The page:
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परियोजनाको आधारभूत जानकारी


Nepal is still far behind in the race of Gender, with higher prevalence of gender inequality for marginalized indigenous women like Musahar women. These women are triply oppressed: firstly, by so-called high caste people; secondly by design of Hindu patriarchal system and thirdly by Dalit males who undermine their leadership competency. The main problem addressed by the project is inadequate participation of Musahar women in local governance procedures. The project will be implemented in two rural municipalities (Basbariya and Chandranagar) and two town municipalities (Haripur and Barhathwa) of Sarlahi district, situated in Province 2 of the country.

The expected outcomes of the project are:

· Outcome 1: Enhanced capacity and networking of marginalized Musahar women to increase their participation in local governance and planning;

· Outcome 2: Increased responsiveness of local government authorities and male counterparts;

· Outcome 3: Increased effectiveness and collaboration of civil society actors, media and policy makers.

In order to achieve these expected outcomes, there will be interventions built around capacity building including creation of 30 Musahar Women Mobile Trainers and networking of 1,500 Musahar women in the form of Women Musahar Empowerment Forum (WoMEF) along with their active engagement in joint campaigns, policy discussions and social accountability endeavors. The Local Government Authorities and Service Providers will be sensitized (100 elected leaders and 240 service providers) and participatory social accountability tools like Citizens Report Card and Public Hearing will be adopted. There will also be synergized efforts of CSOs, media and government agencies organizing knowledge sharing events, campaigns, radio programmes. There will be sensitization events targeted for 100 CSOs and media leaders for enabling them to promote collective efforts. The media programmes will reach nearly 35,000 population of the district and beyond.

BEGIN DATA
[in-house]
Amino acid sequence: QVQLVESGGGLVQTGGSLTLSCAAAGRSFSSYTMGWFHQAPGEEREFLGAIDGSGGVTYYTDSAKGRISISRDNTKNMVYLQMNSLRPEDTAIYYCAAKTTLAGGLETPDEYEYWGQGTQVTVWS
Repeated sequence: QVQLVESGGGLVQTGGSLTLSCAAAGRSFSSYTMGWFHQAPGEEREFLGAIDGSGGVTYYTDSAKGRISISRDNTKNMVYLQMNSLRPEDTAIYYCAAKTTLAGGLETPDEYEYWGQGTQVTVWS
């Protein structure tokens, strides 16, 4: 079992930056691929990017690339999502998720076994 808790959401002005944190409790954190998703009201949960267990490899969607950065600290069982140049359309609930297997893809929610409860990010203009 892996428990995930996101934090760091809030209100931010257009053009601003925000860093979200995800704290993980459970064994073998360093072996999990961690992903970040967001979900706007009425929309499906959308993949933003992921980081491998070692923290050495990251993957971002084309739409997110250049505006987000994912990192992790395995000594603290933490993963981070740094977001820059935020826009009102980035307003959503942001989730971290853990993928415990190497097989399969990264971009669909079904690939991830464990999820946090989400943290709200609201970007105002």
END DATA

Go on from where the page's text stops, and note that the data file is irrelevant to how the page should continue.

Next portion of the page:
There will be adoption of human rights-based approaches focusing more on the following three operational approaches; Empowerment: Musahar women leadership and networking; Mutual accountability approach: Local government authorities’ sensitization on gender responsive local governance; Multi-stakeholder partnership approach: Joint efforts of Civil society, media and Local Government.

In terms of the project’s path to impact, it is envisioned that in order to promote gender responsive local government there should be efforts for strengthening leadership capacity of Indigenous Musahar women; improving accountability of local government authorities and enhancing collaboration of Civil Society, Media and Government stakeholders.